In the process of starting a brand new project here at DNSEE, me and my colleague Matteo decided – in order to make the whole team aware of how to test Symfony2 applications with PHPUnit – to port the Symfony2 functional testing mechanism into this project, which will be developed with symfony 1.X1.
Lime – as you may know – is the officially-supported testing “framework”: it was specifically built to be used inside symfony 1.X applications and introduced lots of developers to the whole idea of testing in PHP.
It’s a lightweight and simple implementation of a testing framework, with poor support for mock objects, test doubles, data providers and test isolation, but it does its job.
Since Symfony2 decided to move to PHPUnit – a serious and more robust testing framework – suddenly all symfony developers needed to learn PHPUnit in order to test the new applications: this – at least – didn’t happened to me, because I heavily faced PHPUnit developing Orient, with lots of WTFs – mainly my fault.
So, starting this new project, I asked the team if they would agree on using PHPUnit to functionally test this new symfony 1.4 application, for 2 main reasons:
- learn PHPUnit, since the 3 developers involved in the project have worked for 10|4|0 months on PHPUnit ever
- get prepared for the big move, since Symfony2 uses an analogous testing mechanism
The Symfony2 way
In Symfony2 you basically instantiate your application with a fake client and make requests to it; at each request the application produces a response and a crawler lets you test the output:
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So, as you see, PHPUnit is used to make assertions on the response body2.
The basic idea
So, to backport the mechanism illustrated in the previous chapter to symfony 1.X, we should rely on a DOM crawler and a browser, capable of making HTTP requests and parse subquent responses’ bodies.
Fortunately, symfony 1.X’s functional testing mechanism already relies on an internal browser , able to bootstrap the application and make fake HTTP requests3, so we only need to integrate this browser into a PHPUnit test and parse responses with a crawler: since Symfony2 is a well-decoupled set of libraries we will use its DomCrawler component.
First of all import the required libraries into your
symfony project; using SVN, we updated the
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the content of the
externals property will be:
We are downloading the CssSelector component in order to use CSS selectors within the crawler: if you don’t want to use it you’ll need to write XPath queries to access the DOM nodes.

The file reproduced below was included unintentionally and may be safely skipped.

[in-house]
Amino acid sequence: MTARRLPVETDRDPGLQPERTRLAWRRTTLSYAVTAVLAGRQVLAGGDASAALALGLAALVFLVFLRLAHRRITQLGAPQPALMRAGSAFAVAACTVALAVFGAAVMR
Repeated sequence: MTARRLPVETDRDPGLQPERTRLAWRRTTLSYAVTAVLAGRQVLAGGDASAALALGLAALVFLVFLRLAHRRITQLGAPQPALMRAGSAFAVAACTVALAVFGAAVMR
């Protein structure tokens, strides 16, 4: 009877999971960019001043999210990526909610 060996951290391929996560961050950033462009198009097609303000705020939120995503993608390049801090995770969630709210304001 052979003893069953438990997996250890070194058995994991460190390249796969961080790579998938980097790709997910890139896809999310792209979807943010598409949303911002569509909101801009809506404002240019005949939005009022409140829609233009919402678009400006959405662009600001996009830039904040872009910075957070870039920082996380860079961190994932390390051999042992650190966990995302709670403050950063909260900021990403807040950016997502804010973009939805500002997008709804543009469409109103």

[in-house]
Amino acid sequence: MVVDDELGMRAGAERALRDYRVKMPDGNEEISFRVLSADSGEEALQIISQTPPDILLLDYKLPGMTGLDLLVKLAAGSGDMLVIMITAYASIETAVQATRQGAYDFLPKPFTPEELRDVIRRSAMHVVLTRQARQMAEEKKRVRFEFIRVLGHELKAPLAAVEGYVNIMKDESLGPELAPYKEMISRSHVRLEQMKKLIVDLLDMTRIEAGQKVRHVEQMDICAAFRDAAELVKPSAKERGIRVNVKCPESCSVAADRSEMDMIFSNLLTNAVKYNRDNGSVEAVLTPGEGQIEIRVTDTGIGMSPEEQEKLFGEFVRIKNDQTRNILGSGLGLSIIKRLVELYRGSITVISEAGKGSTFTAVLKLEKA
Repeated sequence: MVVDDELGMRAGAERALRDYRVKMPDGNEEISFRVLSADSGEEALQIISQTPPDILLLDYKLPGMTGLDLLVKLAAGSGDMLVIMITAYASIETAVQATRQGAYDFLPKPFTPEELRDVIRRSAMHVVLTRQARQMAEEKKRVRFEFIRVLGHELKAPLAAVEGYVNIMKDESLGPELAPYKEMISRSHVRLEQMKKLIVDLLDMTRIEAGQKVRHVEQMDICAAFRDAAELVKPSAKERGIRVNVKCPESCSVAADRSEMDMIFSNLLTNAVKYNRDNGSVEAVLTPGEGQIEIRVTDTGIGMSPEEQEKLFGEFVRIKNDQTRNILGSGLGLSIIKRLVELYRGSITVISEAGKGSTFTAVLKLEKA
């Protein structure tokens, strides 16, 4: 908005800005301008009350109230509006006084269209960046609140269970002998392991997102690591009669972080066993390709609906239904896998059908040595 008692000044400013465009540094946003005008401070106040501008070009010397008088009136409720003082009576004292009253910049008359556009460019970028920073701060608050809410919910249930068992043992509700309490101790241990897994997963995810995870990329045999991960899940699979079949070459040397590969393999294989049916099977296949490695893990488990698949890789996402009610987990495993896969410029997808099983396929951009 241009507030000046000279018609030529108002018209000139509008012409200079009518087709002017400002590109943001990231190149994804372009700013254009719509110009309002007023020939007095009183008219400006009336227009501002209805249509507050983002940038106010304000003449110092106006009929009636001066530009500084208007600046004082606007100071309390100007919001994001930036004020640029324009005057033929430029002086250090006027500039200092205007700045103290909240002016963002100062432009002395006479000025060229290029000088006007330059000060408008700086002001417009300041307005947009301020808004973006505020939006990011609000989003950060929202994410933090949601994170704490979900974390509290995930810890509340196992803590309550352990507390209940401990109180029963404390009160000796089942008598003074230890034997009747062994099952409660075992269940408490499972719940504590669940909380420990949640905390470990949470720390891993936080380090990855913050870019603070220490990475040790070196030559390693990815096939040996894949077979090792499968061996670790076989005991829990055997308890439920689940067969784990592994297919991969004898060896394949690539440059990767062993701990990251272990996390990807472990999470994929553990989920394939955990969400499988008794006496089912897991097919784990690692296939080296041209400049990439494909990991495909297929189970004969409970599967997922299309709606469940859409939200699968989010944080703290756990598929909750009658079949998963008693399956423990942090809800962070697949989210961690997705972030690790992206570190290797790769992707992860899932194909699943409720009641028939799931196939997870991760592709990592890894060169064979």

externals file and commit, then update the
lib/vendor/Symfony directory in order to phisically
download the dependencies.
To finish the setup of the environment, create a
file in the root of the symfony project:
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test/bootstrap/autoloader.php file, used by PHPUnit
for -guess it – autoloading classes:
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At this point the environment is ready, and you can start writing
your Symfony2’s correspondent
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So we’ve created a base class for every functional test we’ll write.
It consist in:
createClient()method which instantiates a new browser based on some configuration
- an abstract method that each functional test need to implement in order
to setup the right application in the
createClient()method (frontent, backend, whatever…)
The browser that we are using is
sfPHPUnitBrowser, instance of a
non-existing class, so let’s create it:
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This class extends the usual
sfBrowser one adding a simple functionality:
when a request is made, it does not return itself but an instance of a
This will let you do:
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If you didn’t mistyped anything you should be able to create your first test:
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Next, create a route for your homepage and render some dummy template:
Now you can run the test with the usual
The greatest benefit of this approach is that you can use
PHPUnit’s pure functionalities to test symfony 1.X
applications without re-inventing the wheel: what we saw
was the test of some output but bare in mind that, extending
$client object is able to access the request
and the user session too.
Why not re-using existing integrations?
Obviously, before writing any line of code, we took a look at existing PHPUnit’s integrations into symfony 1.X.
There are – basically – 2 plugins:
- sfPHPUnit2Plugin, which seemed useless being a PHPUnit wrapper for lime
- sfPHPUnitPlugin, which uses PHPUnit + Selenium, but we really don’t want to depend on a selenium instance to run our tests
- We are actually developing a few projects with Symfony2, mostly landing pages and small data-driven CRUD applications, due to the lack of comprehensive documentation about Symfony2, but I will flame about it in another post ↩
- This is not entirely true: PHPUnit is mainly used for testing the response, but inside a test-case you can access the user’s session, cookies and so on, therefore you can assert against lots of objects and use-cases ↩
- You can also use a real HTTP client to make requests to your application and test the output, but this approach is strongly discouraged because of dramatically-low performances ↩
- The WebTestCase is a base class for every functional test (in Symfony2), like PHPUnit_Framework_TestCase for canonical unit tests ↩